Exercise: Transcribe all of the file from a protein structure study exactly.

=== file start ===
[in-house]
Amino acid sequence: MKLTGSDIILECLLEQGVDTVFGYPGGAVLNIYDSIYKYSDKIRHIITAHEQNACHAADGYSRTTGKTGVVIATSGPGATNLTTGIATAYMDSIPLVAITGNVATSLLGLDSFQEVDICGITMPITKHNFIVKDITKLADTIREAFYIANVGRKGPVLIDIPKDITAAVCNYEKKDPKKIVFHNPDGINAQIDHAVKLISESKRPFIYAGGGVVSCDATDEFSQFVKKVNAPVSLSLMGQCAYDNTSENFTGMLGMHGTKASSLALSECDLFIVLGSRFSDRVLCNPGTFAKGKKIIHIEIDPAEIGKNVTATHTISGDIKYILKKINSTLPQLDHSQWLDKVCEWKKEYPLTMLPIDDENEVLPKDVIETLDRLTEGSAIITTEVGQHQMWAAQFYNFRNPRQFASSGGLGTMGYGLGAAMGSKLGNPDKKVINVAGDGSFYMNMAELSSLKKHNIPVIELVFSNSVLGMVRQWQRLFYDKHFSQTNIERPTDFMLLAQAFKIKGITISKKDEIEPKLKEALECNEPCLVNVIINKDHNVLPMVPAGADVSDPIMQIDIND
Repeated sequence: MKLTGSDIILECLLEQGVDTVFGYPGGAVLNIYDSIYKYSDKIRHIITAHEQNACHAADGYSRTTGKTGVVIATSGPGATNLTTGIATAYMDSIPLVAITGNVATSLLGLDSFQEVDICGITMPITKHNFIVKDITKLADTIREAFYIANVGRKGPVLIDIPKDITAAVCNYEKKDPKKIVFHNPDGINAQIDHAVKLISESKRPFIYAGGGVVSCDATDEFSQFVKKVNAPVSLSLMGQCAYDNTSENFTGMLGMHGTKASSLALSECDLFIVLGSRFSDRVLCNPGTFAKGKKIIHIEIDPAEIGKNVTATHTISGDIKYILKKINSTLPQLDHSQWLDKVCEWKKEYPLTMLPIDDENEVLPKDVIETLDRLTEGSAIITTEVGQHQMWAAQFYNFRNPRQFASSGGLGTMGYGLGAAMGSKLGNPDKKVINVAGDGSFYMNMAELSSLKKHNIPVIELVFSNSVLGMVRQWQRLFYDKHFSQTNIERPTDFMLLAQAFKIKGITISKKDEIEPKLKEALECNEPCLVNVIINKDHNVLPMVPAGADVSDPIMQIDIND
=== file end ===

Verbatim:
[in-house]
Amino acid sequence: MKLTGSDIILECLLEQGVDTVFGYPGGAVLNIYDSIYKYSDKIRHIITAHEQNACHAADGYSRTTGKTGVVIATSGPGATNLTTGIATAYMDSIPLVAITGNVATSLLGLDSFQEVDICGITMPITKHNFIVKDITKLADTIREAFYIANVGRKGPVLIDIPKDITAAVCNYEKKDPKKIVFHNPDGINAQIDHAVKLISESKRPFIYAGGGVVSCDATDEFSQFVKKVNAPVSLSLMGQCAYDNTSENFTGMLGMHGTKASSLALSECDLFIVLGSRFSDRVLCNPGTFAKGKKIIHIEIDPAEIGKNVTATHTISGDIKYILKKINSTLPQLDHSQWLDKVCEWKKEYPLTMLPIDDENEVLPKDVIETLDRLTEGSAIITTEVGQHQMWAAQFYNFRNPRQFASSGGLGTMGYGLGAAMGSKLGNPDKKVINVAGDGSFYMNMAELSSLKKHNIPVIELVFSNSVLGMVRQWQRLFYDKHFSQTNIERPTDFMLLAQAFKIKGITISKKDEIEPKLKEALECNEPCLVNVIINKDHNVLPMVPAGADVSDPIMQIDIND
Repeated sequence: MKLTGSDIILECLLEQGVDTVFGYPGGAVLNIYDSIYKYSDKIRHIITAHEQNACHAADGYSRTTGKTGVVIATSGPGATNLTTGIATAYMDSIPLVAITGNVATSLLGLDSFQEVDICGITMPITKHNFIVKDITKLADTIREAFYIANVGRKGPVLIDIPKDITAAVCNYEKKDPKKIVFHNPDGINAQIDHAVKLISESKRPFIYAGGGVVSCDATDEFSQFVKKVNAPVSLSLMGQCAYDNTSENFTGMLGMHGTKASSLALSECDLFIVLGSRFSDRVLCNPGTFAKGKKIIHIEIDPAEIGKNVTATHTISGDIKYILKKINSTLPQLDHSQWLDKVCEWKKEYPLTMLPIDDENEVLPKDVIETLDRLTEGSAIITTEVGQHQMWAAQFYNFRNPRQFASSGGLGTMGYGLGAAMGSKLGNPDKKVINVAGDGSFYMNMAELSSLKKHNIPVIELVFSNSVLGMVRQWQRLFYDKHFSQTNIERPTDFMLLAQAFKIKGITISKKDEIEPKLKEALECNEPCLVNVIINKDHNVLPMVPAGADVSDPIMQIDIND